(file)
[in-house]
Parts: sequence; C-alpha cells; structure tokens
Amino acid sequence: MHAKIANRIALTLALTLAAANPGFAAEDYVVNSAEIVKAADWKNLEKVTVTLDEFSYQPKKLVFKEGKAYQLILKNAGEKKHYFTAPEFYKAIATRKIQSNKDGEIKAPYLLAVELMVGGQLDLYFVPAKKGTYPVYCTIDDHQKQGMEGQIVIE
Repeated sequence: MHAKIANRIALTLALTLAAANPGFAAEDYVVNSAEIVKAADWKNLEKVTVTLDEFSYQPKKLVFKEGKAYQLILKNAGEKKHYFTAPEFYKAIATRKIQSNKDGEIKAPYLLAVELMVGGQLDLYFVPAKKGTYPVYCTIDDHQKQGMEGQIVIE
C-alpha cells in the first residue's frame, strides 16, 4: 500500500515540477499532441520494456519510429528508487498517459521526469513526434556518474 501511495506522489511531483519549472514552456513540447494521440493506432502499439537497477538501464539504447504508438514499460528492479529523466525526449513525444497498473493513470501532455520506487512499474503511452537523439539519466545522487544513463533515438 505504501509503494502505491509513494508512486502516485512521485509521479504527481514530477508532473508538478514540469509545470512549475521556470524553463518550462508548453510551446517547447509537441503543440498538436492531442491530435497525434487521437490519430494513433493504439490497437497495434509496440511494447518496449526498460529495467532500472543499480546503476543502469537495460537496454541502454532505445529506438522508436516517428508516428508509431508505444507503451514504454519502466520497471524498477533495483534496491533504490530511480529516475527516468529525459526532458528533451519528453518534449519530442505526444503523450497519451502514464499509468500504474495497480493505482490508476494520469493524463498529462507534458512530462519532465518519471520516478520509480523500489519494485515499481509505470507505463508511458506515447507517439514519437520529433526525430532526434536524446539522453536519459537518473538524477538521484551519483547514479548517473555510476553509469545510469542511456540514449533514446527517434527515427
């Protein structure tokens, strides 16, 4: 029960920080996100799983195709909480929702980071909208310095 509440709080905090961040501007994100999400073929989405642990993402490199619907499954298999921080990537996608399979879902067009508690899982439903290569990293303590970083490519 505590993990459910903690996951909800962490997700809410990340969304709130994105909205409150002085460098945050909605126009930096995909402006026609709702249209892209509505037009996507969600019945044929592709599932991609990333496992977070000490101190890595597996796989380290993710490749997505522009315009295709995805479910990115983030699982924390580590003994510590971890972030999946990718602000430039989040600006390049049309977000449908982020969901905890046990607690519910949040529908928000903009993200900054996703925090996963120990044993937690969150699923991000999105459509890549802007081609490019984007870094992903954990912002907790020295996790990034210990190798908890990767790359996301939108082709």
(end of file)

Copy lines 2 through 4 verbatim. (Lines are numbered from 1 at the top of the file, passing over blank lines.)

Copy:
Parts: sequence; C-alpha cells; structure tokens
Amino acid sequence: MHAKIANRIALTLALTLAAANPGFAAEDYVVNSAEIVKAADWKNLEKVTVTLDEFSYQPKKLVFKEGKAYQLILKNAGEKKHYFTAPEFYKAIATRKIQSNKDGEIKAPYLLAVELMVGGQLDLYFVPAKKGTYPVYCTIDDHQKQGMEGQIVIE
Repeated sequence: MHAKIANRIALTLALTLAAANPGFAAEDYVVNSAEIVKAADWKNLEKVTVTLDEFSYQPKKLVFKEGKAYQLILKNAGEKKHYFTAPEFYKAIATRKIQSNKDGEIKAPYLLAVELMVGGQLDLYFVPAKKGTYPVYCTIDDHQKQGMEGQIVIE